The Solemnity of Christ the King

Today we bring the liturgical year to a close with the solemnity of Christ the King, a solemnity John Paul II once termed “a synthesis of the entire salvific mystery.”

In today’s Gospel, a piece of St. John’s account of the trial of Jesus before Pilate, Pilate asks Jesus, “Are you the King of the Jews?” The idea of Jesus as king is part of what made some people – including Pilate – nervous during Jesus’ lifetime. People like Pilate and Herod saw Jesus being king as a threat to their own power.

In reply to Pilate’s question, Jesus acknowledges his kingship, but makes clear his kingship is not the sort Pilate had in mind, replying, “My kingdom does not belong to this world….My kingdom is not here.”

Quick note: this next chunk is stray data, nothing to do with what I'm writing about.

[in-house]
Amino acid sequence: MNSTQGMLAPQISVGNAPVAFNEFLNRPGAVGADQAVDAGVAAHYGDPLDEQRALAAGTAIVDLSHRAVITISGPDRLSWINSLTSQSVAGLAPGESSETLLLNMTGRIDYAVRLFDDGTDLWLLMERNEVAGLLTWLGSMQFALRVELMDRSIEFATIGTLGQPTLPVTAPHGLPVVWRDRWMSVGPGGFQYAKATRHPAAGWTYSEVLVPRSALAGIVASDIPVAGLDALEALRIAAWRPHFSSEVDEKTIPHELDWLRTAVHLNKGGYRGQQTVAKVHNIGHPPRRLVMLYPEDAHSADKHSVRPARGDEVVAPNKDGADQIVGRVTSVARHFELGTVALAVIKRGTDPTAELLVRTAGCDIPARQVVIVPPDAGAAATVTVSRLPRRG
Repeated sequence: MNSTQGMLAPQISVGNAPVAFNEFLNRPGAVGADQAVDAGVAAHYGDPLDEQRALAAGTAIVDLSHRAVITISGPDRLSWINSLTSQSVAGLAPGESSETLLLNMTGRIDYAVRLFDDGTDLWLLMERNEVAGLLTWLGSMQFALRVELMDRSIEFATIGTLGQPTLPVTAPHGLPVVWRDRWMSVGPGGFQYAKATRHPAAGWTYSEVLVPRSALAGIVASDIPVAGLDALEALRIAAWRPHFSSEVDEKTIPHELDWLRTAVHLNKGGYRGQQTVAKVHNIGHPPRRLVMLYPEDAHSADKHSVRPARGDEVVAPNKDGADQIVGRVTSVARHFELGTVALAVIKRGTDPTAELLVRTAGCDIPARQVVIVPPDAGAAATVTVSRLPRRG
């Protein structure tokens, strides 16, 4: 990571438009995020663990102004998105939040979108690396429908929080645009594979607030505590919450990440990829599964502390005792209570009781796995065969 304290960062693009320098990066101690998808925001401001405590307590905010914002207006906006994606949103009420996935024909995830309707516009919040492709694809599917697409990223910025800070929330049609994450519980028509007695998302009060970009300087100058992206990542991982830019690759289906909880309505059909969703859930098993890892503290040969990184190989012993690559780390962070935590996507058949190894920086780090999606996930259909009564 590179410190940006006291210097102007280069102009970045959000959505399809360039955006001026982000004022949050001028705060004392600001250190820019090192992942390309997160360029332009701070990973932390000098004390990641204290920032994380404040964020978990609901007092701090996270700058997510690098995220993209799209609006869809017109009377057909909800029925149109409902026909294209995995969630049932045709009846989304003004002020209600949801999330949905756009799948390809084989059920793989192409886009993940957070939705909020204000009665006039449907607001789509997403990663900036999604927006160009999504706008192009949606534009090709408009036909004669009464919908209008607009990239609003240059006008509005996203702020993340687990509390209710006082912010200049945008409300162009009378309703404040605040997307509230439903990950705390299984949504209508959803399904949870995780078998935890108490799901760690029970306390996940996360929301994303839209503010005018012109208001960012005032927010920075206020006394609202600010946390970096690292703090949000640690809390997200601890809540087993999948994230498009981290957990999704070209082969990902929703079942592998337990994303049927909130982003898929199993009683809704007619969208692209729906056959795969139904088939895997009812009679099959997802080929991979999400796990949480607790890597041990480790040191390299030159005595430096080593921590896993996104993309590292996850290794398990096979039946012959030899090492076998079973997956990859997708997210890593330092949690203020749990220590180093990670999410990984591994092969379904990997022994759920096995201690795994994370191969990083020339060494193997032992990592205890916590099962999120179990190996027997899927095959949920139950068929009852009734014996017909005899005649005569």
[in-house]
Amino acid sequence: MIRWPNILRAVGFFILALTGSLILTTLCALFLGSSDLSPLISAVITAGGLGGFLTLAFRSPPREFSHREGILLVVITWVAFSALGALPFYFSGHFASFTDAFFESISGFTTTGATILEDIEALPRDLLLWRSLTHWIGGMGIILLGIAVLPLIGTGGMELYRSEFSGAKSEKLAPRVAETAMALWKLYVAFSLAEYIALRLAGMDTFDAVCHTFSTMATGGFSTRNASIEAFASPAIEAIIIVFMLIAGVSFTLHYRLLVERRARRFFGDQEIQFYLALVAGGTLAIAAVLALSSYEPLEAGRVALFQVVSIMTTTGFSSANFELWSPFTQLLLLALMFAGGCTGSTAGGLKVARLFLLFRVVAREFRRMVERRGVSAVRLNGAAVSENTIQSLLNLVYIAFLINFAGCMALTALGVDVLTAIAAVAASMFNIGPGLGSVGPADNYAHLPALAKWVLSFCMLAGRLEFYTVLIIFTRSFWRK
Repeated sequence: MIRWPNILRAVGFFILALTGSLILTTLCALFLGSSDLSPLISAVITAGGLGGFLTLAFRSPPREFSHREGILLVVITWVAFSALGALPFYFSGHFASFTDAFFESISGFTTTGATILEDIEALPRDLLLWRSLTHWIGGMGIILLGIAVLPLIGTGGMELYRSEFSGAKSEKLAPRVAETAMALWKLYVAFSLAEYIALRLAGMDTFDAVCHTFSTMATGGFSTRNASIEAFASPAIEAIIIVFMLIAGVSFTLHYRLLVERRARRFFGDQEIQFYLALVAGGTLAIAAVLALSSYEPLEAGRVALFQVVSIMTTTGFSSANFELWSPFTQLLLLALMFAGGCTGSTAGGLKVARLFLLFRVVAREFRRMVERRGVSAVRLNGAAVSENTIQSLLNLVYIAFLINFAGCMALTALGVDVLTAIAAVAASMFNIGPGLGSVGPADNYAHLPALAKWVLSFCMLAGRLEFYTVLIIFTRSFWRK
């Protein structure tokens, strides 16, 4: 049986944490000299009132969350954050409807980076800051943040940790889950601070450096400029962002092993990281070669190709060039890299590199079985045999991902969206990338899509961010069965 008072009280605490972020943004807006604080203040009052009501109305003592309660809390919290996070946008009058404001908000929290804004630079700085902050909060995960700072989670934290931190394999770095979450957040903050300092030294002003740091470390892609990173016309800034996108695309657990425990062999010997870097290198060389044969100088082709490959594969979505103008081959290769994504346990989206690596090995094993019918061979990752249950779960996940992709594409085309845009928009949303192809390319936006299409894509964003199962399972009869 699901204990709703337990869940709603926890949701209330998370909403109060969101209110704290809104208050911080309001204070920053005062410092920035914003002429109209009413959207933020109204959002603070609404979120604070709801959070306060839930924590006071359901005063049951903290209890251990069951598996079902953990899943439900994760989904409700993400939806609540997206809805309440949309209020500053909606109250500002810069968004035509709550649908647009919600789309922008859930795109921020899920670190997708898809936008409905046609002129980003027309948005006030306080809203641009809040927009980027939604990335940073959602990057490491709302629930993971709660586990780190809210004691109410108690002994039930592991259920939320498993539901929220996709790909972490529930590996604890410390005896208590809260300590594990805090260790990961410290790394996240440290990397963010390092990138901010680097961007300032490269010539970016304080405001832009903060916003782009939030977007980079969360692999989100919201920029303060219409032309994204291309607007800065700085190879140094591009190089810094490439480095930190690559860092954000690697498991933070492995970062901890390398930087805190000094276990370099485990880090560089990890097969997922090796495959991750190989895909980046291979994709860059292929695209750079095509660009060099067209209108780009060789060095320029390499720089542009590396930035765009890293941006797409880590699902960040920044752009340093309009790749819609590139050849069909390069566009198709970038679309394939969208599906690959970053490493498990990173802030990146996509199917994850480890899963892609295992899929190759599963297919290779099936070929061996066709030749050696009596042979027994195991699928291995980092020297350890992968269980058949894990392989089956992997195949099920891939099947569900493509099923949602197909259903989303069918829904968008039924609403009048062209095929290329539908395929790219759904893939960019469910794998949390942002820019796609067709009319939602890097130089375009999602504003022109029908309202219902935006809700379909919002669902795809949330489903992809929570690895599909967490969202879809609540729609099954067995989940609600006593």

Jesus’ acknowledgement of his kingship in the context of the trial that will result in his execution reminds us of the paradoxical truth that we Christians celebrate a king crucified. Not a king who rules triumphantly over an earthly kingdom, but one who dies an ignominious death.

Jesus’ kingship is not the sort Pilate could understand. As Pope Benedict once explained, Jesus is a new kind of king. “This king does not break the people with an iron rod (cf. Ps 2:9) – he rules from the Cross, and does so in an entirely new way. Universality is achieved through the humility of communion in faith; this king rules by faith and love, and in no other way.”

Blessings on this solemnity of Christ the King.